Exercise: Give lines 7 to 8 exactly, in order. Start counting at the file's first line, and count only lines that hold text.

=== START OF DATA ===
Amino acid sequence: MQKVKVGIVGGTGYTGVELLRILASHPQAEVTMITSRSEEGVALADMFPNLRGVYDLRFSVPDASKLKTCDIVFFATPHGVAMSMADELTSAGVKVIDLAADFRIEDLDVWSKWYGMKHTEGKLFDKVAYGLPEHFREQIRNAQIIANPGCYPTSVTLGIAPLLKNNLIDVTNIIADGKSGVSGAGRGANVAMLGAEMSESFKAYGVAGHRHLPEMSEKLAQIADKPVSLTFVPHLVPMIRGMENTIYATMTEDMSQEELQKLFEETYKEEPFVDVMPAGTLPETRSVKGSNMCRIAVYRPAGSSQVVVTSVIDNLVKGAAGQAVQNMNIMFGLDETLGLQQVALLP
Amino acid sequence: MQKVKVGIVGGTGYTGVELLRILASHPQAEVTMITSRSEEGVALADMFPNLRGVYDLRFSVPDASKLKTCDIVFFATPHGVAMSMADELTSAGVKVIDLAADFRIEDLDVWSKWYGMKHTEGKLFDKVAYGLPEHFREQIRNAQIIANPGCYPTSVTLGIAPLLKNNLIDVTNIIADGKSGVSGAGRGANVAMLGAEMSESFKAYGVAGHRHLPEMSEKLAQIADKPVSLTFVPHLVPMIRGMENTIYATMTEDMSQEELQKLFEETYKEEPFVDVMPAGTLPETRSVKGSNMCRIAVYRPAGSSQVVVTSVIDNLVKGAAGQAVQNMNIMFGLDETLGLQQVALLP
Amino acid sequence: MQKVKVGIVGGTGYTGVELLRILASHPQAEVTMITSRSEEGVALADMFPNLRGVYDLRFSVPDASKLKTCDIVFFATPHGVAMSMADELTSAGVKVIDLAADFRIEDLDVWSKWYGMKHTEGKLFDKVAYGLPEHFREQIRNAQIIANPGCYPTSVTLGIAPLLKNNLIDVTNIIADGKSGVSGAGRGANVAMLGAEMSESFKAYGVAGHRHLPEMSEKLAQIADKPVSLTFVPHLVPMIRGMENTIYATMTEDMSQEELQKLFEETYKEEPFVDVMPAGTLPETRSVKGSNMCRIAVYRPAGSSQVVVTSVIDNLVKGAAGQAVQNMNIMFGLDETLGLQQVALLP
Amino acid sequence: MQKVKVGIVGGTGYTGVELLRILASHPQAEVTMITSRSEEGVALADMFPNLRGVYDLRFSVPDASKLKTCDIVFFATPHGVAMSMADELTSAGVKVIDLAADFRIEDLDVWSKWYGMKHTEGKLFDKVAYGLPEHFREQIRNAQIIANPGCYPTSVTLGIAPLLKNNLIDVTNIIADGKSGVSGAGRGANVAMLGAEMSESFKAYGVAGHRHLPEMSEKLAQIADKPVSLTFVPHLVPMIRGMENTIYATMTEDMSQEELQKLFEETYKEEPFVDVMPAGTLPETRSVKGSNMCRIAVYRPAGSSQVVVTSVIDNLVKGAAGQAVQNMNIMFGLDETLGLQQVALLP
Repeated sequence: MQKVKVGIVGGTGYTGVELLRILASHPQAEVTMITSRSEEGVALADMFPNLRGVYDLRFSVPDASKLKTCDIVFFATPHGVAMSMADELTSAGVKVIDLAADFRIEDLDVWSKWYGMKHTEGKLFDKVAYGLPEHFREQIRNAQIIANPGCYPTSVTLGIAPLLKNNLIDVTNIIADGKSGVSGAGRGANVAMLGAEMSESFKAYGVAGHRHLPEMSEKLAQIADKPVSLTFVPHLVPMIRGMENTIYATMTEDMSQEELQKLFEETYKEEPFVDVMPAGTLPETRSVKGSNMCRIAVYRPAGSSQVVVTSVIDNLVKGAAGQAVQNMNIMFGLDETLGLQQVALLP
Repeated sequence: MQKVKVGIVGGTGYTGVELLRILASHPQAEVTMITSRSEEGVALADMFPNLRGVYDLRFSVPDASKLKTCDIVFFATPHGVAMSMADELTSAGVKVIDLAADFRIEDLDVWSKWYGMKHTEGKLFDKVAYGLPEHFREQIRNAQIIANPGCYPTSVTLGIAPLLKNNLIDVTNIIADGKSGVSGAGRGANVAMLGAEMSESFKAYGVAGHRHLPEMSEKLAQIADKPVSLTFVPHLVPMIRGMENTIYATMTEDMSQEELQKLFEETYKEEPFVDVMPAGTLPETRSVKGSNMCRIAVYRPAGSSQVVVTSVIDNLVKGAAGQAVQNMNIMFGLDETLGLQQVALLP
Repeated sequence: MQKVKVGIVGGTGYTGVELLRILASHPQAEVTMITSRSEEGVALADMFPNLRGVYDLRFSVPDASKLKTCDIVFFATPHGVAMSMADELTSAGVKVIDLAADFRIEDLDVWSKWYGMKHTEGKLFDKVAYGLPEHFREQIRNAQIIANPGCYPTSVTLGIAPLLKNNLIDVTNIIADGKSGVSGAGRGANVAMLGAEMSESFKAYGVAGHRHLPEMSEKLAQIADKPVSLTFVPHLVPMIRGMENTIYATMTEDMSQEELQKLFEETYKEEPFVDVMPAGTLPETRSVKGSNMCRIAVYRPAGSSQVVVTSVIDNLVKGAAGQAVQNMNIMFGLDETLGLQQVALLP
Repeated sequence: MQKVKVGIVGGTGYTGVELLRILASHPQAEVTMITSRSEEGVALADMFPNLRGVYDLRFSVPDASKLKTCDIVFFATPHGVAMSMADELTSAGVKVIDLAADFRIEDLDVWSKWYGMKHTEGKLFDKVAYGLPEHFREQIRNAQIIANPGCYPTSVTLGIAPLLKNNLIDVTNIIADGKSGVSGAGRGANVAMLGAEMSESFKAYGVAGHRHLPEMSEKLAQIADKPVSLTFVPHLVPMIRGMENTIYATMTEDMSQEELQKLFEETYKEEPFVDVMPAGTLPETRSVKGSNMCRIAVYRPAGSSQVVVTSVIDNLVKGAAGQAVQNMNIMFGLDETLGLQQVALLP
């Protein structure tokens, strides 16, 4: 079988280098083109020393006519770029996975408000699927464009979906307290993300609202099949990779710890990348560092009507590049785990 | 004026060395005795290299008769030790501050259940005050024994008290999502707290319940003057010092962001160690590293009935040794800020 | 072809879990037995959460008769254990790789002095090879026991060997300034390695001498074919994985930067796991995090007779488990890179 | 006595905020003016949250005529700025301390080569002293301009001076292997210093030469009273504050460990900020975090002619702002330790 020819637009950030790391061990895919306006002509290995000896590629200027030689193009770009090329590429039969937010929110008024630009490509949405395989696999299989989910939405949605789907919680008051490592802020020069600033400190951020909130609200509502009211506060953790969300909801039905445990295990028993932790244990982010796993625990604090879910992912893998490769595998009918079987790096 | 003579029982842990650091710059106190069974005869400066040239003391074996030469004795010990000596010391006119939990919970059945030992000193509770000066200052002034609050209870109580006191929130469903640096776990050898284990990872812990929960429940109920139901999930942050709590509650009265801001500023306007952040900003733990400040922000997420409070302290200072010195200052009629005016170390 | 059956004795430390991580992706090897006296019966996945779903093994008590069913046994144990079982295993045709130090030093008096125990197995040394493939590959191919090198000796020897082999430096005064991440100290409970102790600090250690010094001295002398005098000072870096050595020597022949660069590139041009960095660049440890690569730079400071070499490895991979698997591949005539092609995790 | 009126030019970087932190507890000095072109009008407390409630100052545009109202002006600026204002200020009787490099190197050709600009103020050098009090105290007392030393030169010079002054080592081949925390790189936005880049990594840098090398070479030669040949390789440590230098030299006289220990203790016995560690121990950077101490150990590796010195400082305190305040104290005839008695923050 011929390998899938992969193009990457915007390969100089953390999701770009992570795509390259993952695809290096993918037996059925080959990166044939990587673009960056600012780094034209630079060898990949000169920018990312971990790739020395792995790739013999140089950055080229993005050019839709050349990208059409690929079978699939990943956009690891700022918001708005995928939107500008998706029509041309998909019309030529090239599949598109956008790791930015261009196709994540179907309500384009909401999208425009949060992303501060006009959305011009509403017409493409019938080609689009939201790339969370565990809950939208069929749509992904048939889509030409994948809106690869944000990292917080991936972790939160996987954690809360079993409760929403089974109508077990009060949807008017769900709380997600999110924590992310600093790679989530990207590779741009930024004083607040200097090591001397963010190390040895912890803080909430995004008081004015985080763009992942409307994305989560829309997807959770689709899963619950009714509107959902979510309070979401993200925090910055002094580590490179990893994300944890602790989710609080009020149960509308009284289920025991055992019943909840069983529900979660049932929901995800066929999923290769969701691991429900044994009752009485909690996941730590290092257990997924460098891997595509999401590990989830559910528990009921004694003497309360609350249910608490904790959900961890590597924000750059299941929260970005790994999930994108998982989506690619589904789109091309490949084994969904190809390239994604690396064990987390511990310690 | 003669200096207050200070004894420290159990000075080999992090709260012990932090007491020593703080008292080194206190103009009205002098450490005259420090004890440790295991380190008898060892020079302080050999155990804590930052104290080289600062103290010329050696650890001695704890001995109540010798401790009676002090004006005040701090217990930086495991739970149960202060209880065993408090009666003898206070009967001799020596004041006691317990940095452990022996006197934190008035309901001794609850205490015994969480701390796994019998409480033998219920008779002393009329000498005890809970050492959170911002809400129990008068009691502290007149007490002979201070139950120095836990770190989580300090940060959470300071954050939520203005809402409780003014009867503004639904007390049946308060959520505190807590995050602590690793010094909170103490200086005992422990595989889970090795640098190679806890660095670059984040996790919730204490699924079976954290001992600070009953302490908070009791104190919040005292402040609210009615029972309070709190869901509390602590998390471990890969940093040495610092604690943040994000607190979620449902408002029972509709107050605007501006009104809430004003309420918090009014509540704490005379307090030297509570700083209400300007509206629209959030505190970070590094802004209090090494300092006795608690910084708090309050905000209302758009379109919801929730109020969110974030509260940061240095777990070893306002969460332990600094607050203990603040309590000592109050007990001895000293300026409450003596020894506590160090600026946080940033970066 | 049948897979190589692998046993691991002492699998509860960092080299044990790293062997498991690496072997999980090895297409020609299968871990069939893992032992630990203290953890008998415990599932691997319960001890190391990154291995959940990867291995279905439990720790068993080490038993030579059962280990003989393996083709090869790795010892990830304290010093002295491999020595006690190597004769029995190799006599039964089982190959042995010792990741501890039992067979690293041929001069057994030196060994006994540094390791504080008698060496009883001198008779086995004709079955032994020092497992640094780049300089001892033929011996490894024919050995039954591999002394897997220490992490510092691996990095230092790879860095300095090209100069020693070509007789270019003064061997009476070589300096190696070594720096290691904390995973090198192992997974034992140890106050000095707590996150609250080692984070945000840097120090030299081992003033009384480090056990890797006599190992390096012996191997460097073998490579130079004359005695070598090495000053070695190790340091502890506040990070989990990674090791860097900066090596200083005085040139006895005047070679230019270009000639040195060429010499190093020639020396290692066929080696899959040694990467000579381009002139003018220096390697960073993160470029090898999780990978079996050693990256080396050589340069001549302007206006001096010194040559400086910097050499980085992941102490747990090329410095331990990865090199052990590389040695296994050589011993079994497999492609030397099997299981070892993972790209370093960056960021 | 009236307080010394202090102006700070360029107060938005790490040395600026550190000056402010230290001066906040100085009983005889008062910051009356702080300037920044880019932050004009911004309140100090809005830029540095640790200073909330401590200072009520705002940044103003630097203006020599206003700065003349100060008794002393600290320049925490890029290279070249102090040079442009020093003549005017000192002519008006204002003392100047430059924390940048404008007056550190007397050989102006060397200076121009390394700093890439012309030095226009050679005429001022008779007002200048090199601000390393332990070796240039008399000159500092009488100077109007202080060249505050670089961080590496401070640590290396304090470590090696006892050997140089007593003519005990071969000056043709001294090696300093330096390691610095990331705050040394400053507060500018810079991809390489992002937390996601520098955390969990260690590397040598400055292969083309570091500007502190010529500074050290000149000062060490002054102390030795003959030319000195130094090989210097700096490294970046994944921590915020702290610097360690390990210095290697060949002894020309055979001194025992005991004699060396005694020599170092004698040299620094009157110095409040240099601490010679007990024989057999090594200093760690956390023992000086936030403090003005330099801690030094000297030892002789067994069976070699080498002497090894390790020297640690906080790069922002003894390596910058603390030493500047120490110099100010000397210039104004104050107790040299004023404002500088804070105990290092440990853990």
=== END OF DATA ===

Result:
Repeated sequence: MQKVKVGIVGGTGYTGVELLRILASHPQAEVTMITSRSEEGVALADMFPNLRGVYDLRFSVPDASKLKTCDIVFFATPHGVAMSMADELTSAGVKVIDLAADFRIEDLDVWSKWYGMKHTEGKLFDKVAYGLPEHFREQIRNAQIIANPGCYPTSVTLGIAPLLKNNLIDVTNIIADGKSGVSGAGRGANVAMLGAEMSESFKAYGVAGHRHLPEMSEKLAQIADKPVSLTFVPHLVPMIRGMENTIYATMTEDMSQEELQKLFEETYKEEPFVDVMPAGTLPETRSVKGSNMCRIAVYRPAGSSQVVVTSVIDNLVKGAAGQAVQNMNIMFGLDETLGLQQVALLP
Repeated sequence: MQKVKVGIVGGTGYTGVELLRILASHPQAEVTMITSRSEEGVALADMFPNLRGVYDLRFSVPDASKLKTCDIVFFATPHGVAMSMADELTSAGVKVIDLAADFRIEDLDVWSKWYGMKHTEGKLFDKVAYGLPEHFREQIRNAQIIANPGCYPTSVTLGIAPLLKNNLIDVTNIIADGKSGVSGAGRGANVAMLGAEMSESFKAYGVAGHRHLPEMSEKLAQIADKPVSLTFVPHLVPMIRGMENTIYATMTEDMSQEELQKLFEETYKEEPFVDVMPAGTLPETRSVKGSNMCRIAVYRPAGSSQVVVTSVIDNLVKGAAGQAVQNMNIMFGLDETLGLQQVALLP